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Interesting ideas, poorly executed.
on 8 February 2014
The book I finished/somewhat struggled through was "The Painted Man", although it is also published under the titled "The Warded Man", which I think is much more suitable for it with all the wards etc.
Anyway, I am not a big fantasy follower, but "The Painted Man" was chosen as a next read for our book club and I happily obliged. I quickly became disappointed (although I am not as harsh as some of my fellow book club members, who gave this book one star). My complaints, which a lot of other reviewers seem to agree with:
- Peter V. Brett's writing is very amateurish, often the book reads like a screenplay, a few words on the setting and then goes the dialogue. Brett, it seems, can never "show", but he tells, sorry, "talks" a lot. Oftentimes, the dialogues are repetitive and tiresome. The editors did a poor job (just as an example, p. 303: "Arrick looked at Rojer, his face a mask of irritation as the crowd began chanting 'Halfgrip! Halfgrip!' Arrick looked to Rojer, his face a mask of irritation." One too many masks of irritation, don't you think? The book is full of such mistakes and repetitions, which could have been easily edited.
- The vast majority of characters are very poorly drawn. There is a skeleton of three main characters, Alren, Leesha and young Rojer, but Arlen gets the majority of Brett's attention (understandably, since he is the core hero in the narrative). Whilst Leesha is given a fair number of pages, Rojer barely appears in a few chapters prior to his meeting with Arlen, to tell you the truth I felt that Rojer's place in the narrative is somewhat redundant.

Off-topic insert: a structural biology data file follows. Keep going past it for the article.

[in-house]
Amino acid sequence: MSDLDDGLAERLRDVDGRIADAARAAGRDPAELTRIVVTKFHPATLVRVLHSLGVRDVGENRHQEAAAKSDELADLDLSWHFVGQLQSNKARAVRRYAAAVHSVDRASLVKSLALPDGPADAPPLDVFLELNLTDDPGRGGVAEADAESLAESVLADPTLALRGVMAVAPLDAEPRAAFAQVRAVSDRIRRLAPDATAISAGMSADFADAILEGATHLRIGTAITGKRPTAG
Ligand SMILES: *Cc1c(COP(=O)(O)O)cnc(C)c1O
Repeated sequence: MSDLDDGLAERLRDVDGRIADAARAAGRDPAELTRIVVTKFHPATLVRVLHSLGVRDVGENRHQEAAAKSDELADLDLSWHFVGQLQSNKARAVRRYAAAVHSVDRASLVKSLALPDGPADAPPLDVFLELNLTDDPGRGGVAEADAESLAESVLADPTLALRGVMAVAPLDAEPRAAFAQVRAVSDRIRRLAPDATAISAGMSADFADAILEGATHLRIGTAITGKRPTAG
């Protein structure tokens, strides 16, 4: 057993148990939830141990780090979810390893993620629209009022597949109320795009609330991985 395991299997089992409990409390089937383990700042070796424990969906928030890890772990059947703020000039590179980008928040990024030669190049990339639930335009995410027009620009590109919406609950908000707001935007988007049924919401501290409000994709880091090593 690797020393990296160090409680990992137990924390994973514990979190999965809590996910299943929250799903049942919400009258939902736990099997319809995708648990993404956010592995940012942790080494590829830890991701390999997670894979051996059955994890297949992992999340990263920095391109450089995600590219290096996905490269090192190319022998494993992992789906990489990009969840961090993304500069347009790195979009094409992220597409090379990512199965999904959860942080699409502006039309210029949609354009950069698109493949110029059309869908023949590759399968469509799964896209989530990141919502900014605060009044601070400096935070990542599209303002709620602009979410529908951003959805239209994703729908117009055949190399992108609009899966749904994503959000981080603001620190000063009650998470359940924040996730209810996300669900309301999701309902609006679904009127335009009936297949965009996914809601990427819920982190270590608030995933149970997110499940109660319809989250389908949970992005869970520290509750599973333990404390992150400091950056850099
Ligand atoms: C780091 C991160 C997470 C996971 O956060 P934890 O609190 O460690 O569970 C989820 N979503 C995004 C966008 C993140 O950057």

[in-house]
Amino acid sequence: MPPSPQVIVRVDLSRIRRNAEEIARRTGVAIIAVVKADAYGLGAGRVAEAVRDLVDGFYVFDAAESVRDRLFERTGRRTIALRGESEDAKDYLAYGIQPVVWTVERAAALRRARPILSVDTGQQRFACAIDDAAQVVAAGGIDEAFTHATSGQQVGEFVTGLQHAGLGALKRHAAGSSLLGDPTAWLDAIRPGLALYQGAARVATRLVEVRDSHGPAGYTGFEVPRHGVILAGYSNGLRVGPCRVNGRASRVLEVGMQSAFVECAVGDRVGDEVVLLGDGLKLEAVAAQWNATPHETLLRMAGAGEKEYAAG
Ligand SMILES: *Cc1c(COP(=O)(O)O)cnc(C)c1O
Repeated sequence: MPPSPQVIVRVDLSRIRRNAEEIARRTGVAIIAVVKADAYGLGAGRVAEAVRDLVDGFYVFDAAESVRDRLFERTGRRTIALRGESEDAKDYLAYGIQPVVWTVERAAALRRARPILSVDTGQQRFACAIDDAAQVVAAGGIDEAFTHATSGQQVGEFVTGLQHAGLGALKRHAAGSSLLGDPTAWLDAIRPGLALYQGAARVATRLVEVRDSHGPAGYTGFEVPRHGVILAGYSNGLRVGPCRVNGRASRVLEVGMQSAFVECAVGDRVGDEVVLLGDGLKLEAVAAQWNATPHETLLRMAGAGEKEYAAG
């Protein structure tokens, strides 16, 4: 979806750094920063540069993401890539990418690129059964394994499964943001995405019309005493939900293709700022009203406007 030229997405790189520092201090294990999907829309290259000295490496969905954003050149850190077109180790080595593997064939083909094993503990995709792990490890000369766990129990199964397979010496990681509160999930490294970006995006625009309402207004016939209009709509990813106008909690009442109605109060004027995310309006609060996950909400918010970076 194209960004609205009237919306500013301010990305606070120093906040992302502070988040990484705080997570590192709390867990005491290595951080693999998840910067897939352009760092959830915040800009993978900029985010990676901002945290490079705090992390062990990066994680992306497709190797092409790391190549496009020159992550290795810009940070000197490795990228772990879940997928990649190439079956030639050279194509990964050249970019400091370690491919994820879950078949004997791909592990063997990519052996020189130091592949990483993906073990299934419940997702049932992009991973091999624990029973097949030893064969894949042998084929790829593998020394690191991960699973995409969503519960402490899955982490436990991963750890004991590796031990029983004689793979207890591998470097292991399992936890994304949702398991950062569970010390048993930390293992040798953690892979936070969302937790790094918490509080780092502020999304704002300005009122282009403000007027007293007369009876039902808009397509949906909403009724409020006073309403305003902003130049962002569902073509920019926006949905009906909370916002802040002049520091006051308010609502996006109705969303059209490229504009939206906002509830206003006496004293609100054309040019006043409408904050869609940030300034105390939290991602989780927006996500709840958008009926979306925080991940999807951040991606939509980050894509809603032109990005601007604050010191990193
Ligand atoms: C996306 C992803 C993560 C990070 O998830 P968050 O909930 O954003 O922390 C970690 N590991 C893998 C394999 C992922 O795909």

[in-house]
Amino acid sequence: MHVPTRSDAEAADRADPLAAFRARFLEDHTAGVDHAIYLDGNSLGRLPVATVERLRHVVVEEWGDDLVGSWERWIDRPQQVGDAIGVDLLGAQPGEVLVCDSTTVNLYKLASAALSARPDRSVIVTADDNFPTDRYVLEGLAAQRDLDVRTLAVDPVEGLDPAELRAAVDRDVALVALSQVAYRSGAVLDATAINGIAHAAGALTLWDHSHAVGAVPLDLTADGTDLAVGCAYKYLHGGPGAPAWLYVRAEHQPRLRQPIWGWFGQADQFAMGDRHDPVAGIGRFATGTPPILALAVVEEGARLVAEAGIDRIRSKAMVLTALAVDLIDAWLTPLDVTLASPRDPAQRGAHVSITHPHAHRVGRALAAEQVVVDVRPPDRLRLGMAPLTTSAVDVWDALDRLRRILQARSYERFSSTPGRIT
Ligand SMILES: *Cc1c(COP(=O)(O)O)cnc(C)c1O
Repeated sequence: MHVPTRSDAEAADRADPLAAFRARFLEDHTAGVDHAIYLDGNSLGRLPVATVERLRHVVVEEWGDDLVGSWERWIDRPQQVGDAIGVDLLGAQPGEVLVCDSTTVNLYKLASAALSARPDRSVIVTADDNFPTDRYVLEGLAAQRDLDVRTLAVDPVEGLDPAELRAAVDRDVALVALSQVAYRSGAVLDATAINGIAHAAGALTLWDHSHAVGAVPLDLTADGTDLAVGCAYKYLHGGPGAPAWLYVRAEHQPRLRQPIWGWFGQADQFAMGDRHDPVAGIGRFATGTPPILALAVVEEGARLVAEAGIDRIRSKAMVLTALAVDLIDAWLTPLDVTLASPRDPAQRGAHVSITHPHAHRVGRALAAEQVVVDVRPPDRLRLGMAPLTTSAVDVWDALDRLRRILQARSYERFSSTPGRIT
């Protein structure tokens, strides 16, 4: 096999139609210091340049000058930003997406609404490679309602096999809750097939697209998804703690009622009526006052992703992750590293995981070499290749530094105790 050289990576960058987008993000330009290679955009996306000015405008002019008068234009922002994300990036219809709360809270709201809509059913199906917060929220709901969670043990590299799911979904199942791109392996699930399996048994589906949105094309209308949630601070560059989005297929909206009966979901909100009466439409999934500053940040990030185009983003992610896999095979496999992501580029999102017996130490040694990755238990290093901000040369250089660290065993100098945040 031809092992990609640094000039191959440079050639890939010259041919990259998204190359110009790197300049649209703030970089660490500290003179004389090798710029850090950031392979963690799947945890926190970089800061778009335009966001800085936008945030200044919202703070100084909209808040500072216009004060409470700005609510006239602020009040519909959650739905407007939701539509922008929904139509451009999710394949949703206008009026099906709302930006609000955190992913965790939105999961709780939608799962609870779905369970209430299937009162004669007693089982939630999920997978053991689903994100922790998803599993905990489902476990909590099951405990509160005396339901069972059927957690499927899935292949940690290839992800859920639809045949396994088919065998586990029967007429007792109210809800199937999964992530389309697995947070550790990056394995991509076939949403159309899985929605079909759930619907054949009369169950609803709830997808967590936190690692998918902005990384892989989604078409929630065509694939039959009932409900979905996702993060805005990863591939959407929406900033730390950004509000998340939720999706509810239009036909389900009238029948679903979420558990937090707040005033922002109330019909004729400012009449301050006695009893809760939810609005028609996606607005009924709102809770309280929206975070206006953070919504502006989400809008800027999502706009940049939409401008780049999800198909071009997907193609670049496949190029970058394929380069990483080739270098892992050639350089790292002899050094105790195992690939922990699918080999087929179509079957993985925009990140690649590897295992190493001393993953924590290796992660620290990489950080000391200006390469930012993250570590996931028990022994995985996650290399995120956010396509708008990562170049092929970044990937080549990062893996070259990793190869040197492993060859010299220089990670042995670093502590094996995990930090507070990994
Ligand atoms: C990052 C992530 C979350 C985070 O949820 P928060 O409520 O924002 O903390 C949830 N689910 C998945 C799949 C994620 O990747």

- The story is quite laboured, especially the beginning - the first 10% or so of the book (which is around 600 pages) nothing seemed to happen. I understand that Brett had to set up the premise and explain to his readers the workings of the universe he created, but it just felt tiresome. Numerous characters (all spitting, swearing and obsessed on sex) are introduced throughout the book only to never appear again. And the whole sex craze - the men populating the world of "The Painted Man" have their brains between their legs, it seems, and most of the conversations are about sex, having sex or fathering children. Although when it comes to the real deal (describing the one and only sex scene in the book), Brett fails miserably as his heroine "arches her back in pleasure". Cringe! It seems Brett is busying himself with all this sex, because the central fight of the book, the climax, is just about a chapter long. Now, let the men populating the world Brett created go back to talk about sex.
DESPITE ALL OF THE ABOVE, the book was a page-turner and I am contemplating starting the second book in the series, but I just could not overlook the poor style of writing. It is Peter V. Brett's debut novel and here's hoping he became better (or were assigned better editors, at least!). I liked the three different [main] characters and their coming of age stories, like a preset for further adventures to come. I liked the diversity in plot, the various storylines, the forming of their friendships. But I just cannot give the book more than 3 stars.